The Center is positioned to research a range of issues pertaining to innovating instruction for students. Specifically, our assumptions about research include the need to work collaboratively with schools in pursuing big questions related to the role technology can play  both in reimagining teaching and in deepening student understanding.

The Center is committed to a research agenda that:

  • Informs the transformative use of technology in existing and emerging practices;
  • Contributes to theoretical perspectives on professional learning for the digital age;
  • Explores student learning environments that take advantage of digital tools;
  • Identifies and shapes best practices for emergent technologies and their use in K-16 educational practice in core areas such as instruction, assessment, organization, and leadership;
  • Influences policy and programs in the area of educational technology; and
  • Develops rigorous, practical methodologies to measure the added value of technology on learning.
An effective conversation [in the educational technology field] must include discourse among leading educational researchers. However, to be successful, it will be equally important to involve other stakeholders to ensure strong linkages between applied research and explicit connections and value to schools. It is also important to include input from corporate partners, the K-12 school community, developers, and policy makers in the questions we ask, in the research we conduct, and in the interpretations and policy that ensue (Schrum, 2010, p. 5).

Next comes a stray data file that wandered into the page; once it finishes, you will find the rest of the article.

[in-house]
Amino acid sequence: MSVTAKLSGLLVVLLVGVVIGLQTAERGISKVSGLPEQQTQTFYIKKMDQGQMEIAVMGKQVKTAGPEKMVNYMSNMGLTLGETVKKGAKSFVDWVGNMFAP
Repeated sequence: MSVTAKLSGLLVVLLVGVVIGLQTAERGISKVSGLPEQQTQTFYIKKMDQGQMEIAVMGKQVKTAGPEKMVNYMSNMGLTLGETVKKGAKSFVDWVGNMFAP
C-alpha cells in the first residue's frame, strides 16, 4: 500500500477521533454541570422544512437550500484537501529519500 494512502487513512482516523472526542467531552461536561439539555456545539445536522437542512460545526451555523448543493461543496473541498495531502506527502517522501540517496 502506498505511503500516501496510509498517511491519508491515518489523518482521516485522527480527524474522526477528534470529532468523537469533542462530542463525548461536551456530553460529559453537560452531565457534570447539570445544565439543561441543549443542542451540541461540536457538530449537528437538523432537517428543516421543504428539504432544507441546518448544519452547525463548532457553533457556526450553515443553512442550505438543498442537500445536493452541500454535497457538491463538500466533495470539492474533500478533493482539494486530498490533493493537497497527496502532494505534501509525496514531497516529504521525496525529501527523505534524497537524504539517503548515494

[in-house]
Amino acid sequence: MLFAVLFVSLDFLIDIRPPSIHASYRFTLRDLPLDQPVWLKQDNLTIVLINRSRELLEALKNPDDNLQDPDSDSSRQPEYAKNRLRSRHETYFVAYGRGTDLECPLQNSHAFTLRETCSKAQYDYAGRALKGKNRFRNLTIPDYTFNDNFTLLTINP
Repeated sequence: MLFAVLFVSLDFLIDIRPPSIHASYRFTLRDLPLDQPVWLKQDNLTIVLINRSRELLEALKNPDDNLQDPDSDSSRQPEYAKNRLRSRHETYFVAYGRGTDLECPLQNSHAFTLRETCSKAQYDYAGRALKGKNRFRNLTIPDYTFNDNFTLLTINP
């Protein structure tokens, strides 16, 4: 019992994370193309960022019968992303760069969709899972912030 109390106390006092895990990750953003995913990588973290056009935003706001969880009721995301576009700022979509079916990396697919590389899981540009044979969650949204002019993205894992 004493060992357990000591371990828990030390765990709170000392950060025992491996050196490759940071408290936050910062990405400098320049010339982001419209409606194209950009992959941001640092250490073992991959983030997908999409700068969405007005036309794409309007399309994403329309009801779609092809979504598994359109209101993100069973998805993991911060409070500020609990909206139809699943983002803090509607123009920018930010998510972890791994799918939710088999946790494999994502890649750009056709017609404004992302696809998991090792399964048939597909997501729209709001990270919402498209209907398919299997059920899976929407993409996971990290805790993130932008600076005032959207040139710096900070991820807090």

Featured Research

The task of integrating technology has challenged educators for decades. Various forms of professional development have been tried over the intervening years to help teachers use the technology for re-thinking instruction. However, research in this area is still uneven, and sustained professional development efforts that are systemically studied are infrequent(Lawless & Pellegrino, 2007). This research, based on an emerging model for technology integration, looks at the third year implementation of an intensive month-long summer school “learning lab” opportunity for a high-needs urban school district that involved 120 teachers and 1000 students. The results of the research suggest that the model supports teachers to envision and to implement meaningful, technology-infused projects.

Meier, Mineo, Graves & Sanchez (2015) Emerging PD Model for Technology Integration. Paper Presented at the 2015 Annual Meeting of the American Association of Educational Researchers (AERA), Chicago, IL

For more papers and presentations from CTSC, please click here.

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